Criminal Justice Jobs: 11 Careers You Can Pursue With a Criminal Justice Degree

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What comes to mind when you hear someone's working toward a degree in criminal justice? Many of us might be quick to assume they are interested in a career in law enforcement, but that’s not always the case. In fact, there are plenty of exciting career paths available with a bachelor’s degree in criminal justice.

According to the US Bureau of Labor Statistics, the opportunities for growth or employment in the criminal justice field are rising rapidly. A degree in criminal justice is not only for those who are dedicated to fighting crime (but it is a great place for those of you who do want to!), as a degree in criminal justice doesn't guarantee you'll ever touch a pair of handcuffs. Here are a few options that depict the wide array of paths to choose from when seeking a career in the criminal justice field.

Forensic Psychologist

Average annual salary: $98,230
Education requirements: master’s degree

Forensic psychologists work directly with clients by holding multiple one-on-one sessions to research and assess any psychological information that could help diagnose an individual or further explain a particular crime's causation.

As a forensic psychologist, you would not only gather and present information, but even go as far as evaluating, diagnosing, and serving patients with mental illness. 

Paralegal

Average annual salary: $77,310
Education requirements: associate degree in paralegal studies or a bachelor’s degree
Projected percent employment increase from 2020 to 2030: 12.0%

In the world of law, a paralegal often serves as the hands and feet of their firm. The majority of responsibilities consist of supporting and collaborating with the attorneys in charge by gathering and analyzing evidence, tracking court filings, and managing and building high-volume cases — just to name a few. 

It's a popular field that requires high levels of organization, extreme attention to detail, and adept research skills. Not only are paralegals in high demand, but the median pay has steadily increased year after year. Still, it doesn't cap there. You can further your education to become an attorney, judge, or political figure.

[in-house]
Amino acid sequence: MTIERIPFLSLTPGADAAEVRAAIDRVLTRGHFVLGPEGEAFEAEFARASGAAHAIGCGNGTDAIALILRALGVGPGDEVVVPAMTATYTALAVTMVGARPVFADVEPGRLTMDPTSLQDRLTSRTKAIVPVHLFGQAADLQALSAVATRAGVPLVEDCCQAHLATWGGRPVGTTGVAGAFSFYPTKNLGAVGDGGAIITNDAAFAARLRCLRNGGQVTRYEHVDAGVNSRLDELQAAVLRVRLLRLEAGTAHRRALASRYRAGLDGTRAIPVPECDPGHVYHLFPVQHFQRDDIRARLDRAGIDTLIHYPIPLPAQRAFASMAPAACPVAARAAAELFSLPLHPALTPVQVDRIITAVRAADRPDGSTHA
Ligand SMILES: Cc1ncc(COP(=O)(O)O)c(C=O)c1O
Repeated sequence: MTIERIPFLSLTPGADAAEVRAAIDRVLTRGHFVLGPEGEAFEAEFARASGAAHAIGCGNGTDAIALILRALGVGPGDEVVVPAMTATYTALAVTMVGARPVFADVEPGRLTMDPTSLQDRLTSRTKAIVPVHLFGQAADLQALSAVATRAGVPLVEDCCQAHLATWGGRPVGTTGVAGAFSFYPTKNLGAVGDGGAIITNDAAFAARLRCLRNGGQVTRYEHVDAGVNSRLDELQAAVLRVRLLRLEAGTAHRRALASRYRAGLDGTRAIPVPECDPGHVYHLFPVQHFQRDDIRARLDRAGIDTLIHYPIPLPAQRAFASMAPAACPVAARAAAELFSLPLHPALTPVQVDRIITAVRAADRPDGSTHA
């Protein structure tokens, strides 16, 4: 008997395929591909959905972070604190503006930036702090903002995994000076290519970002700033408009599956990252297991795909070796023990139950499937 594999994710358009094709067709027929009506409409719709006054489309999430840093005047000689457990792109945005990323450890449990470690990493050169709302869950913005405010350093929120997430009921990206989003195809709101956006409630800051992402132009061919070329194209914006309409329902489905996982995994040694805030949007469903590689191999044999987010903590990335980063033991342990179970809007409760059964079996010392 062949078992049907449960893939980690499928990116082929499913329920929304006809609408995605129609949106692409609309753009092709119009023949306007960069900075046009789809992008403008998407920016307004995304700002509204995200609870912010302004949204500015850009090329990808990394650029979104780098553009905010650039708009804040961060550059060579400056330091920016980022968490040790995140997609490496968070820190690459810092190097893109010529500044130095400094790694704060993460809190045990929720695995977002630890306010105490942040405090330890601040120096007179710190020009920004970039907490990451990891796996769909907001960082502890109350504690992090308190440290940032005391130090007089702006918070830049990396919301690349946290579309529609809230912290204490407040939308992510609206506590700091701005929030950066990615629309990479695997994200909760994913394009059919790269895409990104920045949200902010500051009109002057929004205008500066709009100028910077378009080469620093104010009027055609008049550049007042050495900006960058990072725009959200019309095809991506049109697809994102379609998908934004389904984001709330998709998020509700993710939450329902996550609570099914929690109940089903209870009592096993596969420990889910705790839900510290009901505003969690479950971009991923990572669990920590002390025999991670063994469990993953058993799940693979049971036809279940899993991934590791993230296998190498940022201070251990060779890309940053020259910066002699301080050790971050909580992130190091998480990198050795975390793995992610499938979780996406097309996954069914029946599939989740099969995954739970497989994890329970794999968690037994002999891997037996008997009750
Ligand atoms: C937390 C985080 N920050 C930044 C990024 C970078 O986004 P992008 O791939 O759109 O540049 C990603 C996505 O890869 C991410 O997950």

Intelligence Analyst

Average annual salary: $74,000
Education requirements: bachelor's degree

An intelligence analyst is a professional who carefully researches and considers multiple sources to make analytical judgments and then pass on their findings through detailed reports, presentations, and other modes of communication to policymakers, either in the public or private sector. Their typical jobs include organizing contacts who act as sources of information and monitoring online threads, forums, etc. where information is compiled. 

Youth Correctional Counselor 

Average annual salary: $61,797
Education requirements: bachelor's degree

A youth correctional counselor works with young offenders. They often provide counseling services for juveniles in a detention facility or work with minors and are responsible for the offenders' rehabilitation and transition back into everyday life. They connect with youth offenders individually and in groups.

Youth correctional counselors make differences in young individuals' lives and in the criminal justice system as a whole.

Private Investigator

Average annual salary: $57,100
Education requirements: bachelor’s degree or possibly a law degree if working for large corporations
Projected percent employment increase from 2020 to 2030: 13.2% 

You've seen and read about them in popular crime dramas, but there’s a reason private investigators have one of the most satisfying jobs out there. If you're the type of person who loves solving mysteries and problems, conducting interviews, and looking into unsolved cases, this might be the job for you. 

A private investigator works hand in hand with authorities, and sometimes, if necessary, obtains evidence that can be used in court. This is the criminal case side of the job. On the other hand, private investigators also often work in the personal and financial sector, monitoring a specific individual or group and keeping tabs on their activity.

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Forensic Science Technician

Average annual salary: $56,750
Education requirements: bachelor’s degree
Projected percent employment increase from 2020 to 2030: 15.6%